With its 626 million people, ASEAN has the second-fastest growing economy in Asia, after China, with an average growth rate of 5.6 percent and a combined GDP of $2.4 trillion.
Along with agriculture and tourism, garment manufacturing has helped Cambodia’s economy to become one of the fastest growing in the region.
With the US-Cambodia relationship in the spotlight, VOA Khmer’s Neou Vannarin sat down for a comprehensive discussion on Wednesday with William A. Heidt, the American ambassador in Phnom Penh.
The US ambassador said Cambodia could consider joining the Trans-Pacific Partnership, a US-led trade pact that could open US markets further.
“If we can maintain a neutral stance and balance, we can gain from both sides,” says Chheang Vannarith, a lecturer in Asia-Pacific studies at Leeds University.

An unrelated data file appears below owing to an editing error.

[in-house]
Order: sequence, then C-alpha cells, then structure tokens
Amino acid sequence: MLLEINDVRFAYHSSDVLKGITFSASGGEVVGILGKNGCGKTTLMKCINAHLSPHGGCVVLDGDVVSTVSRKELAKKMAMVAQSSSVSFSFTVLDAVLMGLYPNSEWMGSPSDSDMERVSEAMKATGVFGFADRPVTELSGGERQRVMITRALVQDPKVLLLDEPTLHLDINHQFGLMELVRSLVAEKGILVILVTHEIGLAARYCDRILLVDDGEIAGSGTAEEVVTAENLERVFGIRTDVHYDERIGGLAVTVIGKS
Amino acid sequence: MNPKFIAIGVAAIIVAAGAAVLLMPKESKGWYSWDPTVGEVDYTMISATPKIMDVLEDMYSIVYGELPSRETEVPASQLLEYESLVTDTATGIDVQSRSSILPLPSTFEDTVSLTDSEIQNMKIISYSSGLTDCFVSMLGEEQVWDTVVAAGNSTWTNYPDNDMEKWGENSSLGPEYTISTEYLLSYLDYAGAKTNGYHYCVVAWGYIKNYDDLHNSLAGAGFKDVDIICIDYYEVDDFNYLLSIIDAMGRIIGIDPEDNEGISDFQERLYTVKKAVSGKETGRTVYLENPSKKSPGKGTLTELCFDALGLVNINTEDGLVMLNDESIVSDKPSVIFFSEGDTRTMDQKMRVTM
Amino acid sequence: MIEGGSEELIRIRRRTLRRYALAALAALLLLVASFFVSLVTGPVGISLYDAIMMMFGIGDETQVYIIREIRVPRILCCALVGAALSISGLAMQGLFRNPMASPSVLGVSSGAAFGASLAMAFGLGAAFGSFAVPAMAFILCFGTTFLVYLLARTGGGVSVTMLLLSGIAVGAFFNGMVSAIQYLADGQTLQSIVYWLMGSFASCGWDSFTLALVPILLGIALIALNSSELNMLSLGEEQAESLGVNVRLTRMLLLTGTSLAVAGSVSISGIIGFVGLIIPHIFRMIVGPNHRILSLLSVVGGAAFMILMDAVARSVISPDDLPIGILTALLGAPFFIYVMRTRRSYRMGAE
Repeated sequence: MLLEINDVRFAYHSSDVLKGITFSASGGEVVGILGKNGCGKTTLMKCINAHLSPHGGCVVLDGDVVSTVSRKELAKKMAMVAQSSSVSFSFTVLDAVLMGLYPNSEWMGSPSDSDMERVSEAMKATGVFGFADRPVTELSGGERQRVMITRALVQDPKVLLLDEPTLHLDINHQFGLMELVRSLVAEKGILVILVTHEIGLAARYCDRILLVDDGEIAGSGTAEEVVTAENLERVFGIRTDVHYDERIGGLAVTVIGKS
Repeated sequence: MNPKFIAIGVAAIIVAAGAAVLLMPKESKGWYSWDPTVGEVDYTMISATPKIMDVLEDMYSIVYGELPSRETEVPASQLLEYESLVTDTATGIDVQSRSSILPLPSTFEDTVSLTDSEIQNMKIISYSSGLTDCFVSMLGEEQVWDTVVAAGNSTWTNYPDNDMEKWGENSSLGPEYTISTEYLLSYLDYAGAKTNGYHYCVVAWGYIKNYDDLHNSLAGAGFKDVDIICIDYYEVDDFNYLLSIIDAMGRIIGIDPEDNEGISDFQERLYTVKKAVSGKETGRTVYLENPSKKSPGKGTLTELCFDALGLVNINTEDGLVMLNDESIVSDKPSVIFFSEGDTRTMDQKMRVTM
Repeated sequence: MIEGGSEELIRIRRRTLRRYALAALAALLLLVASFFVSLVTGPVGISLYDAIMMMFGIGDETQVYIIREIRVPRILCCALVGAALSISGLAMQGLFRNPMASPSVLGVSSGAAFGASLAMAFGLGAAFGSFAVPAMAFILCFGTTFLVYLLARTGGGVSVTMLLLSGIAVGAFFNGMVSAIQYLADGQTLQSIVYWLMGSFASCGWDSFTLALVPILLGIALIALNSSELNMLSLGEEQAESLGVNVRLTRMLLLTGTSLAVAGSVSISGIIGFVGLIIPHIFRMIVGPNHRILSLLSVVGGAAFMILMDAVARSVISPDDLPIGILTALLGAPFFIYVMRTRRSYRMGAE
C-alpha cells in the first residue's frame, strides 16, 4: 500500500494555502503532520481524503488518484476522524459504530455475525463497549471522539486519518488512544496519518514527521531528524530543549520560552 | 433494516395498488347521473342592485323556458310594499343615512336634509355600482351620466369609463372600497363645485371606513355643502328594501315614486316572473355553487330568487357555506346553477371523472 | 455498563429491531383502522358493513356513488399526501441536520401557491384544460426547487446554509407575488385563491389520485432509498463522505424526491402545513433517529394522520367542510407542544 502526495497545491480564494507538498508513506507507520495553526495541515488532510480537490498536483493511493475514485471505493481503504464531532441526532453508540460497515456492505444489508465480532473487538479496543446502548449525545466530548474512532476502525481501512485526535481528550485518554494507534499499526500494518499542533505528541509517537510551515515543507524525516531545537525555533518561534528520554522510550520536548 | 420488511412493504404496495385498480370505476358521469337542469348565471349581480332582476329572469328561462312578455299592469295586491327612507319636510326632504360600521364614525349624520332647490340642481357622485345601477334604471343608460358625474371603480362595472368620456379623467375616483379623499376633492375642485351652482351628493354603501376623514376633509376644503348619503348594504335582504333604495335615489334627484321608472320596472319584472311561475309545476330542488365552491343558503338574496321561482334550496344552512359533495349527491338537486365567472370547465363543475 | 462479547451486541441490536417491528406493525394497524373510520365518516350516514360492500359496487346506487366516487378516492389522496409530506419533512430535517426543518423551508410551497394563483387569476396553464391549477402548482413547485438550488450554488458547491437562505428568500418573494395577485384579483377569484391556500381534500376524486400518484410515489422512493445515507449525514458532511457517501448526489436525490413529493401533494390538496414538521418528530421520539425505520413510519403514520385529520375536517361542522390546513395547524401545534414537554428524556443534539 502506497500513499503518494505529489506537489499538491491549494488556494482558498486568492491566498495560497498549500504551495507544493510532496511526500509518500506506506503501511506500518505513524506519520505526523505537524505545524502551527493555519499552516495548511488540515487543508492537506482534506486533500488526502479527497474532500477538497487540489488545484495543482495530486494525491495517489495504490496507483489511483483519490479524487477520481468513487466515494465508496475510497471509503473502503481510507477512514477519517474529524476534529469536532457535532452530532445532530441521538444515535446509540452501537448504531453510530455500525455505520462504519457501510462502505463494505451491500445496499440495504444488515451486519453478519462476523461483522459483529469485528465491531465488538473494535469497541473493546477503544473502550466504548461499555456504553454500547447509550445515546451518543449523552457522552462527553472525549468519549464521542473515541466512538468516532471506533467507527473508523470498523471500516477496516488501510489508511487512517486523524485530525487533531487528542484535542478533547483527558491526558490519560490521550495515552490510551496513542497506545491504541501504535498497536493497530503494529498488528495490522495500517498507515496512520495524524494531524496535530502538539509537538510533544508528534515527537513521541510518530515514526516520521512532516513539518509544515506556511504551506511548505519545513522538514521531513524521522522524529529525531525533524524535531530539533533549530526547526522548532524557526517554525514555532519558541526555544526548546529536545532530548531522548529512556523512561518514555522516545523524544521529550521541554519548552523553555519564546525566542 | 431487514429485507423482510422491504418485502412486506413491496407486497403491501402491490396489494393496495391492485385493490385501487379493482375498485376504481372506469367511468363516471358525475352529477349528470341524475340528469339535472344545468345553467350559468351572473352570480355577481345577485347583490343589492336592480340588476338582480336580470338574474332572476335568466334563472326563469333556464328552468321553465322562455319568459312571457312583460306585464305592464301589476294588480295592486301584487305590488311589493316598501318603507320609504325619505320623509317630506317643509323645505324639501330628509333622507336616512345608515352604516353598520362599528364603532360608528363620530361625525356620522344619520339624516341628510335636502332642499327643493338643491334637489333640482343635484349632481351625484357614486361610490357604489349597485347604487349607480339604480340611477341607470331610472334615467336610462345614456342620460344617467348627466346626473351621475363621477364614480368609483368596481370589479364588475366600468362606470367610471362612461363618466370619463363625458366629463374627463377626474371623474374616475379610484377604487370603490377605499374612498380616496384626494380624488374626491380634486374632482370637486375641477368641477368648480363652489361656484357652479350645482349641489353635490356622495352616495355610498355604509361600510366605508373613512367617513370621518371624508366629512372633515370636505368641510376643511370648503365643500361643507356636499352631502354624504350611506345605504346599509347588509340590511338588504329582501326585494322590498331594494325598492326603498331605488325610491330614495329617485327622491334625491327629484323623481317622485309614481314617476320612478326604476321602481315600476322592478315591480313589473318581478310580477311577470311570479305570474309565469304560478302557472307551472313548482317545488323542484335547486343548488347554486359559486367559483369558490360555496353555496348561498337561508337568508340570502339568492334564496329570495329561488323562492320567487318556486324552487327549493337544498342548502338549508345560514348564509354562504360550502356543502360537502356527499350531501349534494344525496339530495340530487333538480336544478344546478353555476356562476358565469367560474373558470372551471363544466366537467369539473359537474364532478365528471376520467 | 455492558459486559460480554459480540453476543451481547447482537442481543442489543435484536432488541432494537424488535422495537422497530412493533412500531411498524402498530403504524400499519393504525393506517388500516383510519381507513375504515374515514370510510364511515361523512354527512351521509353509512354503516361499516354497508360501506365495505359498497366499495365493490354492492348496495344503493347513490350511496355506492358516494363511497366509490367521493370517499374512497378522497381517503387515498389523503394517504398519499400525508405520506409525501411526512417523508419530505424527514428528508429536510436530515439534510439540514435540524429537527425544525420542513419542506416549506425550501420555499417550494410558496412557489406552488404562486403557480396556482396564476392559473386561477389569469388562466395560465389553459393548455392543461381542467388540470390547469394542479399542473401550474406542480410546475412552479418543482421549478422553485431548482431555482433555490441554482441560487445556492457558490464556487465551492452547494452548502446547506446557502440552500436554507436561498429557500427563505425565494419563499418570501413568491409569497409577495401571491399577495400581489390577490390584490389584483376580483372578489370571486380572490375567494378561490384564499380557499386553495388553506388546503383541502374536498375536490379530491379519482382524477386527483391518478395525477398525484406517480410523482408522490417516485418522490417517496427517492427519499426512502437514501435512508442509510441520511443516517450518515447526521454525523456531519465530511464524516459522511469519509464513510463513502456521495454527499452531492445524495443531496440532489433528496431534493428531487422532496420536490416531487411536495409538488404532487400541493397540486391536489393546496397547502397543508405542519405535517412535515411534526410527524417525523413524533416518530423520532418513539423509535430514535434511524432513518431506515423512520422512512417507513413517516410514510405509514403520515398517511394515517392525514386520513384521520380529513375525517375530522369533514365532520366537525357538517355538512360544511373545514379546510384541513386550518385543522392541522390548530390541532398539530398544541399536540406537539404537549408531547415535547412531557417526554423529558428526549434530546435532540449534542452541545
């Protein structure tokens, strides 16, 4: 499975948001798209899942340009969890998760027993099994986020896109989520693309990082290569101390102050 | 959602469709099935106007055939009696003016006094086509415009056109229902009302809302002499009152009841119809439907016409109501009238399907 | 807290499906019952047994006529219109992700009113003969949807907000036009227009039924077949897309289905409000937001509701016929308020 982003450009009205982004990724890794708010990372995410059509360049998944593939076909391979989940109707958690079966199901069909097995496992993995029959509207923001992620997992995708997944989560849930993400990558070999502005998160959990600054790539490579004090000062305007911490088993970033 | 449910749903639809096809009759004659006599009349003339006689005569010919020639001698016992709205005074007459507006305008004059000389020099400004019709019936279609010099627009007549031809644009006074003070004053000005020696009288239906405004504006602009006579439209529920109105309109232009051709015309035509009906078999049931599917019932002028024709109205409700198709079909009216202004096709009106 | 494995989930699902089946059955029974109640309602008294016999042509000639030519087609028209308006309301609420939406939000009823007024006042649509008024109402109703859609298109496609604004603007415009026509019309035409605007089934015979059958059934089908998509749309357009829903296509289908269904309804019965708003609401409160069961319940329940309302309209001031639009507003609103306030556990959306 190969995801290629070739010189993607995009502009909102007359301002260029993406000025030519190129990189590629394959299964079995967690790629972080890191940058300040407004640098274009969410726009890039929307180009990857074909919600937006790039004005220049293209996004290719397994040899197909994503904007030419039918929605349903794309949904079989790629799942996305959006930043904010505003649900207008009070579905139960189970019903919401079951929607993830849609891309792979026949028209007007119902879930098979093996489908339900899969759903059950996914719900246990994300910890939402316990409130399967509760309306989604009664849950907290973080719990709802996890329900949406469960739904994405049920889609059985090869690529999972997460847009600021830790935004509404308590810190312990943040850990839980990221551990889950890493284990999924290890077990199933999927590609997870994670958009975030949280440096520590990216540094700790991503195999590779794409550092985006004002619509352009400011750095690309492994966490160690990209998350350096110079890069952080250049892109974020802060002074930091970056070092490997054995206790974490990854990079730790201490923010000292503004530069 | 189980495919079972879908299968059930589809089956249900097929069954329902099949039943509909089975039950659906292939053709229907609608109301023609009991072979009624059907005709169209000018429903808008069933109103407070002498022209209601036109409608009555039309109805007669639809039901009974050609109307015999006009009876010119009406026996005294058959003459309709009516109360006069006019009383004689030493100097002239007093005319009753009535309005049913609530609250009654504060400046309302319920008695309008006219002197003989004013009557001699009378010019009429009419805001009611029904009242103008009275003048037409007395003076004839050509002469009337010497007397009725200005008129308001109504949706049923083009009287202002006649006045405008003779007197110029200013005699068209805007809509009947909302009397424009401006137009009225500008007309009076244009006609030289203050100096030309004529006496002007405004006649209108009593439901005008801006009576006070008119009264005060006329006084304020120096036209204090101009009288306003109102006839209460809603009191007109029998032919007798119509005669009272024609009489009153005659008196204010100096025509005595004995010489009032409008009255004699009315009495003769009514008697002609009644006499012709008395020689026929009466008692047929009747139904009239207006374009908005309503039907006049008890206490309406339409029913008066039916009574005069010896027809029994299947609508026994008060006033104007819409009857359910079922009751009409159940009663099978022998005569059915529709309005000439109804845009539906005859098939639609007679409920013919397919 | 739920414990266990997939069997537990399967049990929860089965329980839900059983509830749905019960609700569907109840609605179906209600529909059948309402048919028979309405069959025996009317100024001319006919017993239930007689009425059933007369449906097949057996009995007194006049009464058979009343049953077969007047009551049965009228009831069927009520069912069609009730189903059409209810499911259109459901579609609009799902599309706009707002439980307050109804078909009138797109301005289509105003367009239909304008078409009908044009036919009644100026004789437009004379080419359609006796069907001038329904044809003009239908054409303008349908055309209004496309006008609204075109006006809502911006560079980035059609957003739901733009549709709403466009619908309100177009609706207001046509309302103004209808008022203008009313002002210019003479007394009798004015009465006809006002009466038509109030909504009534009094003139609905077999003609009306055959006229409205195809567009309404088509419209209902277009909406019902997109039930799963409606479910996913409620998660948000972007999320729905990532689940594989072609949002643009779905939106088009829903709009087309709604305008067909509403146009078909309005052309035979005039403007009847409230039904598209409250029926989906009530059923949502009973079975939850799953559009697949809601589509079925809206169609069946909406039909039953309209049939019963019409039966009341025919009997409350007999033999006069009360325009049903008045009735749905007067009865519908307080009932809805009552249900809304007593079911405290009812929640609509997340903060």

China also aims to boost the livelihood of Cambodians living in remote areas and provide scholarships for Cambodian university students.
The International Trade Union Confederation said that 166 million workers make up a “hidden workforce” earning trillions of dollars for big companies.
It is unclear exactly how Cambodia would benefit from the trade deal, which lowers tariffs on agricultural and industrial goods between its adherents.
About 70 percent of those fines have come from traffic checkpoints, according to the ministries of Interior and Finance.
A recent report from the International Trade Union Confederation reveals that 50 of the world’s largest companies depend on a “hidden workforce” to provide 94 percent of the labor from which they profit.
The main purpose of Kerry’s visit was to discuss an upcoming US-Asean meeting in California next month, which will include a lot of discussion on trade.
Hun Sen had asked that Cambodia be producing 1 million tons of rice for export by 2015, but the country is meeting only half that goal.